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Unread 01-06-2021, 08:59 AM   #1
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keeping water vapor out of walls

A thread in the main forum got me thinking. I did not want to derail the OP's question so I asked here.

I have 4 shower heads in one of my showers. Each one is 2gpm. The entire bathroom becomes a steam room when I am done. I have a 210CFM fan as well as an 80cfm fan. I leave on the 80 almost all day and the 210 runs for 2 hours after a shower. The duct runs are both 8in diameter and 6in diameter. The run length is about 5 feet without any sharp bends and insulated. I get concerned about the vapor going into and through the drywall, but what can you do?? The bathroom ceiling (including shower) is not tiled or waterproofed. Originally I was tempted to redgard the entire bathroom and paint it. I never did. Are there any best practices for this?
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Unread 01-06-2021, 09:19 AM   #2
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Hi Mike,

What size pipe feeds your shower setup? You won't get anymore water than that provides no matter the number of shower heads.
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Unread 01-06-2021, 09:26 AM   #3
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Sounds to me like with the fans evacuating the humid air you’re probably fine, but if you wanted to do a test, get a hygrometer and check with humidity level immediately after showering, and then again at 30 minute intervals. That would give you a sense of what you’re dealing with and how much moisture is actually in the air. Ambient humidity can vary a lot, depending on the construction of the house, where you live, and what the season is. (Our house ranges from around 30-40% in the winter, to as much 60-70% in the summer. It’s an old house though, so I would imagine that newer/tighter construction would reduce this variability.)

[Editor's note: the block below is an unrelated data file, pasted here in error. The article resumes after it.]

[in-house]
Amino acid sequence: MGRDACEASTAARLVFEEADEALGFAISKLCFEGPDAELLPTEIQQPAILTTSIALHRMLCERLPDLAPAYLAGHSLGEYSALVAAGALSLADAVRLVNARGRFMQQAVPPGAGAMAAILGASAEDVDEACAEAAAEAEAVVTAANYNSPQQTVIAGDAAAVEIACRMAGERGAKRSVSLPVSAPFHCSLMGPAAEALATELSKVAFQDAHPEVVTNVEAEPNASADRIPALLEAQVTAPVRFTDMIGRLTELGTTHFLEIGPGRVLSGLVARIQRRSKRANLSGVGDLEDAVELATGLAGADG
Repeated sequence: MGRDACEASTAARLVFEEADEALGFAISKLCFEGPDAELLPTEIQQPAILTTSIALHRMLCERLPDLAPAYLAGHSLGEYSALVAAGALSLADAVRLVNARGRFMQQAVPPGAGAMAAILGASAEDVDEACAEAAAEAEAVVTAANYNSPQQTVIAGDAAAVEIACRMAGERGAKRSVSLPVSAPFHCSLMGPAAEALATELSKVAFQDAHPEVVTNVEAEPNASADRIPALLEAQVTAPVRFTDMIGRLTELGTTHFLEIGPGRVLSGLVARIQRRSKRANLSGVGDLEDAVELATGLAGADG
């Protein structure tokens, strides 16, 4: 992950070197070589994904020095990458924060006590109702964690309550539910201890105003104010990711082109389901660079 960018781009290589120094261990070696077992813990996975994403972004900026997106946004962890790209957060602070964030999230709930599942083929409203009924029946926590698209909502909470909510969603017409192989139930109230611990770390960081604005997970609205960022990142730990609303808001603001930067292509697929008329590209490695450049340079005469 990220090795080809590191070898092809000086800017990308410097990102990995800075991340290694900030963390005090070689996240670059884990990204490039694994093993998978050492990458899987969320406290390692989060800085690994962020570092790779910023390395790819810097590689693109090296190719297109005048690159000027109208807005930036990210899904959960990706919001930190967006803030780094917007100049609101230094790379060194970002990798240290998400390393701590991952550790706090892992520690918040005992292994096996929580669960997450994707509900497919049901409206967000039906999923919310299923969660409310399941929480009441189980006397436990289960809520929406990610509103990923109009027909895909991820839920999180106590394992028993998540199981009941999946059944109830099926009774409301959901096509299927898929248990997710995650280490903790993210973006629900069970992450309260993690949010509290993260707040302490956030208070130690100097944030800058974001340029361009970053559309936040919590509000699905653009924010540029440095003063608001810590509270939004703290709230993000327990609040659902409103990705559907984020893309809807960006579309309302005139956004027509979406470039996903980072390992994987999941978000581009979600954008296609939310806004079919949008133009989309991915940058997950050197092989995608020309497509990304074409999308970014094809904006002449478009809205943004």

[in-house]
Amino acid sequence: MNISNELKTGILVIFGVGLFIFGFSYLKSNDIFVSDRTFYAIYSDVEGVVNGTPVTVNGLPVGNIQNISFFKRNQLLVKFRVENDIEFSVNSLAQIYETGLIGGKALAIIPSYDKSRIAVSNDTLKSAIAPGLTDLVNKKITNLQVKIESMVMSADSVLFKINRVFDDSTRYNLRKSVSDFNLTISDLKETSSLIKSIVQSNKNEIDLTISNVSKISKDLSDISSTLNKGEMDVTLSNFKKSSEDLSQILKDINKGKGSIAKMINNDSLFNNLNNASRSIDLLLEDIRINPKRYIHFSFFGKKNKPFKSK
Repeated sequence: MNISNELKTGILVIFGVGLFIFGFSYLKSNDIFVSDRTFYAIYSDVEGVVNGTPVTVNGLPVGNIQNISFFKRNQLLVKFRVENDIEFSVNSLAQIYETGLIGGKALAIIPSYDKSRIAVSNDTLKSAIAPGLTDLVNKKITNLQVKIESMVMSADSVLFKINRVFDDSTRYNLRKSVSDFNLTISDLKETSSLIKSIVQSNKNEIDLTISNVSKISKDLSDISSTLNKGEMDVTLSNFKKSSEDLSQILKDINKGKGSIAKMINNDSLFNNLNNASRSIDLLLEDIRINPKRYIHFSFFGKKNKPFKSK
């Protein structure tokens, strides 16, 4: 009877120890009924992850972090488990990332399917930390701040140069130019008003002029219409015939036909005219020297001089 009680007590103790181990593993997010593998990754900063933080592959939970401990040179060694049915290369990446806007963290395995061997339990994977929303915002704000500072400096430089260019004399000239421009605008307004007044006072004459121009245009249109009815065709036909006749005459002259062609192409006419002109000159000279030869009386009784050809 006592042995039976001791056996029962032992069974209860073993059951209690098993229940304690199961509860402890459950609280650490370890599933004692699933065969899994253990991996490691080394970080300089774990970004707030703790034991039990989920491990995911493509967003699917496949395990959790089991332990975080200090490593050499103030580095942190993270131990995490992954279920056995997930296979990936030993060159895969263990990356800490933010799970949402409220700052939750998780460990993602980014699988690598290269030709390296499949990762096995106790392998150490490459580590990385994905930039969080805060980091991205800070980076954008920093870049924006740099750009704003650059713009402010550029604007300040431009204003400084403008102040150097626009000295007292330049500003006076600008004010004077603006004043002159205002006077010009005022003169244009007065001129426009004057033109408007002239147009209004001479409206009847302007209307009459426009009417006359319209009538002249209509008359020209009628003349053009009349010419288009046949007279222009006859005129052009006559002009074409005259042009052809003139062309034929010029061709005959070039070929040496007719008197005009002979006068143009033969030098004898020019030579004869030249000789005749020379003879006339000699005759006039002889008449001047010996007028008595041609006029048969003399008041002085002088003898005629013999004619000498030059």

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Unread 01-06-2021, 09:43 AM   #4
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good idea.

I have multiple sensors in the house to measure humidity. Upstairs and downstairs are both within a percentage point. I keep it at mid 30's year round with dehumidification, humidification, and A/C. The insulation is 2in of spray foam and blown in bibs inside a 2x6in nominal cavity.

I do not have a sensor in the bathroom though, but just outside of it.

I used to have a 90cfm fan as the main one and ditched it a year ago for the 210cfm. I did not notice THAT much difference though in reducing steam. This shower does not use a shower door though. It is constructed so the water sprays away from the entrance. I have a feeling the fan, being on the ceiling just outside the shower, has a hard time capturing steam as it leaves the shower entrance.

As to the plumbing pipe, I have 3/4in CPVC feeding the bathroom to a thermostatic valve and then a diverter. The valves are rated at 17gpm. My tankless heater can do 8 gpm with a 50 degree delta. My ground water is always 50. I have my own well and keep water pressure between 60 and 80psi.

I do get fairly good flow rates as long as nobody else is using water.
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Unread 01-06-2021, 10:23 AM   #5
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Mike, the "steam" you're seeing in the bathroom is not the moisture vapor that is going to penetrate your drywall into the cooler spaces toward the exterior of your structure. The vapor that will penetrate those surfaces you cannot see at all.

A couple heavy coats of good latex paint on the inside surfaces of your drywall ceiling is usually a sufficient vapor retarder in that application. Removing that visible moisture quickly helps a good deal, too, of course, lowering both the temperature and humidity that are causing the vapor drive in the room.

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